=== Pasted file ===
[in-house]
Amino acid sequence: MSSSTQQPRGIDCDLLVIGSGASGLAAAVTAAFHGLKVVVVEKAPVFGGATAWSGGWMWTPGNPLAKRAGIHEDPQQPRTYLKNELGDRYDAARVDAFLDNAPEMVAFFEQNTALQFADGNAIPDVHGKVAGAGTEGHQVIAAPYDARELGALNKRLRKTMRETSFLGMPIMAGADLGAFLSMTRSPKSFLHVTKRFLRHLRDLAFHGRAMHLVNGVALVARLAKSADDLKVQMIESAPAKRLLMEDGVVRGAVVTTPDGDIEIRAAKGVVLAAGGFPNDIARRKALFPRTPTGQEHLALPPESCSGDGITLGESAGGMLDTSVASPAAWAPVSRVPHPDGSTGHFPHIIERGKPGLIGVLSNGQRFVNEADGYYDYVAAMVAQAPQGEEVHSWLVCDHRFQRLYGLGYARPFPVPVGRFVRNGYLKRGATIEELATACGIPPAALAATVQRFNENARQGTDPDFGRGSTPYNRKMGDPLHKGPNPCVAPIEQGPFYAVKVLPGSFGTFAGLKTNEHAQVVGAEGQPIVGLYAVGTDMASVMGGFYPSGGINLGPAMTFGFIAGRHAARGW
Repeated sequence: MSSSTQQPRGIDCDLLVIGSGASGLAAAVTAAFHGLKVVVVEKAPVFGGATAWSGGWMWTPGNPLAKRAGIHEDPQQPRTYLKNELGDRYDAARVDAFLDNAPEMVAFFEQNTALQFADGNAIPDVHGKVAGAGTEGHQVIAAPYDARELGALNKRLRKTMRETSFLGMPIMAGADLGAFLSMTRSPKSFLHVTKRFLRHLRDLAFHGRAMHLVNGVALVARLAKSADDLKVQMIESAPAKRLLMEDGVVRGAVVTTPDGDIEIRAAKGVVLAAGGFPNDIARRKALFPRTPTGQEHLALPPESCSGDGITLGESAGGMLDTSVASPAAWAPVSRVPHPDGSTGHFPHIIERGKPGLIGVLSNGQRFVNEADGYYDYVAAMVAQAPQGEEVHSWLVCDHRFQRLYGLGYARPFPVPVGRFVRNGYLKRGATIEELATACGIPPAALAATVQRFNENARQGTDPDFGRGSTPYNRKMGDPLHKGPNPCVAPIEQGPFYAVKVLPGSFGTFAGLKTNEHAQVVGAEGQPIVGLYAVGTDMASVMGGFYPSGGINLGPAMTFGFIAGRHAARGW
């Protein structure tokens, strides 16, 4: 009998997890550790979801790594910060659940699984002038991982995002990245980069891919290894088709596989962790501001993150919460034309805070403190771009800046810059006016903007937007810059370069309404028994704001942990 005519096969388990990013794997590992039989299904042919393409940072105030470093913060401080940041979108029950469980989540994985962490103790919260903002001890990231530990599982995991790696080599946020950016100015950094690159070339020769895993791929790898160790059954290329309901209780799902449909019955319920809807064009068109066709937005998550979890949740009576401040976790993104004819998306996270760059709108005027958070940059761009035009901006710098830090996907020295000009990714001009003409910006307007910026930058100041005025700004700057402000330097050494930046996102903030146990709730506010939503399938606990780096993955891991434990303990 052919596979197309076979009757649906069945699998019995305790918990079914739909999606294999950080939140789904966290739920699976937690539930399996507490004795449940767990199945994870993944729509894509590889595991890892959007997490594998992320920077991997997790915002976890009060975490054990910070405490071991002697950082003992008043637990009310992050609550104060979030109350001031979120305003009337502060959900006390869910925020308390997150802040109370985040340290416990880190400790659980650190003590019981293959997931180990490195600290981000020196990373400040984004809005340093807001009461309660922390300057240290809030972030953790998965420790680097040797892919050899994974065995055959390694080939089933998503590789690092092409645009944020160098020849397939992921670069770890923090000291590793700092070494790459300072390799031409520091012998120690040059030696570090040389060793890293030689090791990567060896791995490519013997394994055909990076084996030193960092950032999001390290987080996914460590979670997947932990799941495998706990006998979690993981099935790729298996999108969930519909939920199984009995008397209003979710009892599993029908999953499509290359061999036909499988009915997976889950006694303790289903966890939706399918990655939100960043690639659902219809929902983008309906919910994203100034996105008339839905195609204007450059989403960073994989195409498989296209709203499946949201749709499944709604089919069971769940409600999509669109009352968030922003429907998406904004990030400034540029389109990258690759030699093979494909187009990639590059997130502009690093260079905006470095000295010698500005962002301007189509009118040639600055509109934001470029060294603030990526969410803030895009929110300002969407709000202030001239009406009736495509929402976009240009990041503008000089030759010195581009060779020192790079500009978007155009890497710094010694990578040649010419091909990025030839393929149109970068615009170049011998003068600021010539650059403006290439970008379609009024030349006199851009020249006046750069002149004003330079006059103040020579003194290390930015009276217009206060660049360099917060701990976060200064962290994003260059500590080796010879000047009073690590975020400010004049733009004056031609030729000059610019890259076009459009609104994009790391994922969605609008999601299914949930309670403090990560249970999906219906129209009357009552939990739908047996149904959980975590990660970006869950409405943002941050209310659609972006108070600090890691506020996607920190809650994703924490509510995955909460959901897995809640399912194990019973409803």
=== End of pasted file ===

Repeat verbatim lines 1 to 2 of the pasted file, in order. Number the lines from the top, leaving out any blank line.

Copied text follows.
[in-house]
Amino acid sequence: MSSSTQQPRGIDCDLLVIGSGASGLAAAVTAAFHGLKVVVVEKAPVFGGATAWSGGWMWTPGNPLAKRAGIHEDPQQPRTYLKNELGDRYDAARVDAFLDNAPEMVAFFEQNTALQFADGNAIPDVHGKVAGAGTEGHQVIAAPYDARELGALNKRLRKTMRETSFLGMPIMAGADLGAFLSMTRSPKSFLHVTKRFLRHLRDLAFHGRAMHLVNGVALVARLAKSADDLKVQMIESAPAKRLLMEDGVVRGAVVTTPDGDIEIRAAKGVVLAAGGFPNDIARRKALFPRTPTGQEHLALPPESCSGDGITLGESAGGMLDTSVASPAAWAPVSRVPHPDGSTGHFPHIIERGKPGLIGVLSNGQRFVNEADGYYDYVAAMVAQAPQGEEVHSWLVCDHRFQRLYGLGYARPFPVPVGRFVRNGYLKRGATIEELATACGIPPAALAATVQRFNENARQGTDPDFGRGSTPYNRKMGDPLHKGPNPCVAPIEQGPFYAVKVLPGSFGTFAGLKTNEHAQVVGAEGQPIVGLYAVGTDMASVMGGFYPSGGINLGPAMTFGFIAGRHAARGW